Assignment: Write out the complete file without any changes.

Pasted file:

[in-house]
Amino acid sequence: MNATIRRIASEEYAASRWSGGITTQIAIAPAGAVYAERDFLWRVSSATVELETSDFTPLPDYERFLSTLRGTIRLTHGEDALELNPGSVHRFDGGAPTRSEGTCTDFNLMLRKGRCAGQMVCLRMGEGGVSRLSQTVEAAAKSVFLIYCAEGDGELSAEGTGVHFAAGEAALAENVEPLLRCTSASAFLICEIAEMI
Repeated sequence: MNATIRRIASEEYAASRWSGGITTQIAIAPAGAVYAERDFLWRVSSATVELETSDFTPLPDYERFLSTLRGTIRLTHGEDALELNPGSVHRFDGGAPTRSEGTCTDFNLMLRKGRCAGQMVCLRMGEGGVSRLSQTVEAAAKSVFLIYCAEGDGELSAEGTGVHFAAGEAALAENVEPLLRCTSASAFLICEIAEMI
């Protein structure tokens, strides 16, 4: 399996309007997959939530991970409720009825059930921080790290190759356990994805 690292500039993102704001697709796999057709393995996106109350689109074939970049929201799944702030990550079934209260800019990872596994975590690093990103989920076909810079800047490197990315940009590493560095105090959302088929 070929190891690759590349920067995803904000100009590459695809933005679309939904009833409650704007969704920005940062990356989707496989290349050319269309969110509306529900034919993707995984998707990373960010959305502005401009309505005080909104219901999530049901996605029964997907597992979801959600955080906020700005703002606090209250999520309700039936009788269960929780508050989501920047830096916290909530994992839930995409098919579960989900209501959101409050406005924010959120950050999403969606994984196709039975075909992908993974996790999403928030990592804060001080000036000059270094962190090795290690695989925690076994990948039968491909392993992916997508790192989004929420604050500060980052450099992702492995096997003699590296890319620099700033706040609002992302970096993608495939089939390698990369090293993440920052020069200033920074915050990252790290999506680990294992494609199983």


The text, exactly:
[in-house]
Amino acid sequence: MNATIRRIASEEYAASRWSGGITTQIAIAPAGAVYAERDFLWRVSSATVELETSDFTPLPDYERFLSTLRGTIRLTHGEDALELNPGSVHRFDGGAPTRSEGTCTDFNLMLRKGRCAGQMVCLRMGEGGVSRLSQTVEAAAKSVFLIYCAEGDGELSAEGTGVHFAAGEAALAENVEPLLRCTSASAFLICEIAEMI
Repeated sequence: MNATIRRIASEEYAASRWSGGITTQIAIAPAGAVYAERDFLWRVSSATVELETSDFTPLPDYERFLSTLRGTIRLTHGEDALELNPGSVHRFDGGAPTRSEGTCTDFNLMLRKGRCAGQMVCLRMGEGGVSRLSQTVEAAAKSVFLIYCAEGDGELSAEGTGVHFAAGEAALAENVEPLLRCTSASAFLICEIAEMI
């Protein structure tokens, strides 16, 4: 399996309007997959939530991970409720009825059930921080790290190759356990994805 690292500039993102704001697709796999057709393995996106109350689109074939970049929201799944702030990550079934209260800019990872596994975590690093990103989920076909810079800047490197990315940009590493560095105090959302088929 070929190891690759590349920067995803904000100009590459695809933005679309939904009833409650704007969704920005940062990356989707496989290349050319269309969110509306529900034919993707995984998707990373960010959305502005401009309505005080909104219901999530049901996605029964997907597992979801959600955080906020700005703002606090209250999520309700039936009788269960929780508050989501920047830096916290909530994992839930995409098919579960989900209501959101409050406005924010959120950050999403969606994984196709039975075909992908993974996790999403928030990592804060001080000036000059270094962190090795290690695989925690076994990948039968491909392993992916997508790192989004929420604050500060980052450099992702492995096997003699590296890319620099700033706040609002992302970096993608495939089939390698990369090293993440920052020069200033920074915050990252790290999506680990294992494609199983």